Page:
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Even little owl has yet to learn

About 'Even little owl has yet to learn'

Little Owl already knows a lot, and if he doesn't know something, he looks it up in his books. 

One day it seems that the letters in his book start to dance. What should he do?


A warm picture book about reading pleasure, playing pleasure, prejudices and talking about your insecurities.


Age: 5+


Written by  Ellen DeLange

Illustrated by Connie Snoek

English release

Story behind the story

Smart children love reading and are often 'hungry' for information. This also brings expectations. In school smart children are considered to know 'everything'. Being smart also put a pressure on a child. In this book I would like to show that being smart is great. At the other hand a child should not forget to play with peers and friends. Its all about finding the right balance which makes you feel happy.

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About the illustrator

Connie Snoek is an illustrator based in the Netherlands. After working in theatre and the Himalaya she followed her dream, working full-time as an illustrator. Since then, her work has appeared all over the world at international exhibitions. She received an honorable mention from 3x3 (Magazine of Contemporary Illustration) for her picture book Cas the cat in 2015 (Unpublished at that time) and in 2019 Cas the cat (published in 2017) is selected for BIB 2019, Biennial Illustration Bratislava, by IBBY The Netherlands.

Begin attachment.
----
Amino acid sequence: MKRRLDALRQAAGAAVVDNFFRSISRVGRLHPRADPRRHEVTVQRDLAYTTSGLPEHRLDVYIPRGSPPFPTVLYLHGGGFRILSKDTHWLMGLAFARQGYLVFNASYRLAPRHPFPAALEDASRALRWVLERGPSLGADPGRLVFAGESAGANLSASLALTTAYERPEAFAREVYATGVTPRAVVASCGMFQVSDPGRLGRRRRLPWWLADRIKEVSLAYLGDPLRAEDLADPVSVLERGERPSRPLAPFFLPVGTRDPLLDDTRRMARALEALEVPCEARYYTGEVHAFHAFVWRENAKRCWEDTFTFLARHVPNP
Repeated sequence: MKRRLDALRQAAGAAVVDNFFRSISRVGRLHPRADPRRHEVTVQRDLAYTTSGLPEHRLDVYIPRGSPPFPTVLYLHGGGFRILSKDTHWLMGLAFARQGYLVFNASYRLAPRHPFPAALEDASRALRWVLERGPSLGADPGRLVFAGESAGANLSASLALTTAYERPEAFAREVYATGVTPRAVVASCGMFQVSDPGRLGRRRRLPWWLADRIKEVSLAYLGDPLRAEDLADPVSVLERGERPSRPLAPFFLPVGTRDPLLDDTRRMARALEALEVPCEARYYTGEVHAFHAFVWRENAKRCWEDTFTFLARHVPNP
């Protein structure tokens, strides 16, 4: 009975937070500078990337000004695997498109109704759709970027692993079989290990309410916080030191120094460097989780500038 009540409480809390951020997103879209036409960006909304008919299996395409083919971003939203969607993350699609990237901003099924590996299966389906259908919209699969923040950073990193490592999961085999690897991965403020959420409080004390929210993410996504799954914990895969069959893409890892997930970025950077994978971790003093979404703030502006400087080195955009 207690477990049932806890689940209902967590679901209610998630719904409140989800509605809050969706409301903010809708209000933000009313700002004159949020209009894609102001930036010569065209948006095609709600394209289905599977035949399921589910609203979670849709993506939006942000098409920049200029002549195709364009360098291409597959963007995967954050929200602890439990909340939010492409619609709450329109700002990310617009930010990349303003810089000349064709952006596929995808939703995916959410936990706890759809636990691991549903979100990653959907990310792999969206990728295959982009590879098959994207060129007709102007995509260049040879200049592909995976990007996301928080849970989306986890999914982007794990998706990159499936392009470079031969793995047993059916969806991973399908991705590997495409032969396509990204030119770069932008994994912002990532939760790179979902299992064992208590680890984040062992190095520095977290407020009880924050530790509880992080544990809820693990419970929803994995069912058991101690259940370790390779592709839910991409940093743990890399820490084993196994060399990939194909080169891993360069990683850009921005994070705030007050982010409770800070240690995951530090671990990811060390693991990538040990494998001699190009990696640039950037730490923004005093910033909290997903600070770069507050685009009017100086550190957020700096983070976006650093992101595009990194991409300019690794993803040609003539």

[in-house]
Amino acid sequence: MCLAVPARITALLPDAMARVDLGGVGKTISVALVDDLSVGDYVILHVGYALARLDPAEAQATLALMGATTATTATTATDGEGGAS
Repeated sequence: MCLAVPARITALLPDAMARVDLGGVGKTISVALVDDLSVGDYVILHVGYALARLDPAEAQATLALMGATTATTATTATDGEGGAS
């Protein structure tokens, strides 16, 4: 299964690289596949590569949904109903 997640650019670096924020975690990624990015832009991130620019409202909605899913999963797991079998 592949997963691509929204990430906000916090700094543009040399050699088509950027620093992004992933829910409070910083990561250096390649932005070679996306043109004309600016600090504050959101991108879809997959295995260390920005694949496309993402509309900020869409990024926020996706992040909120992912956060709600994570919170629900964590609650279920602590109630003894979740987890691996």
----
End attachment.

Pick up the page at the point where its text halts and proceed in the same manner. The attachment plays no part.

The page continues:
Her work is colorfoul, imaginative and full of details. 

In 2021 Connie's and Ellen Delange's title 'The wall of Mr. Mo' was listed in the 'White Raven' catalogue.

White Ravens are recommendations of special books from the world of international children's and youth literature.

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International publications

'Swish Swoosh, in the snow ' is (will be) available in:

Dutch (2021)

English (2022)


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Beautiful Owl is a must


A bright one in colour, a creative one in design and also an endearing illustration on the cover. A title where you first read over the word 'even'. 'Owl' implies the smart one, then you see in smaller letters also 'still has to learn' and that is exactly the essence of the story. You immediately recognize Connie Snoek's illustration style.


An earlier picture book 'The wall of mister Mo' showed that a collaboration between De Lange & Snoek is valuable. This title is included in the White Ravens 2021. A beautiful picture book in both text and drawing. “Even little Owl has yet to learn” is this too.


Owls are considered wise, with their beaks in a book and a story character who can always be consulted. So far, the young 'Owl' is a stereotypical character. He does not play outside with friends, because he feels a reading obligation to gain knowledge so that he can answer their questions. He reads day and might and goes straight to the library every day after school. Until something strange happens. All the letters begin to wobble on the book pages. Little Owl can't read a single word. He goes home discouraged. Even at home reading is not possible.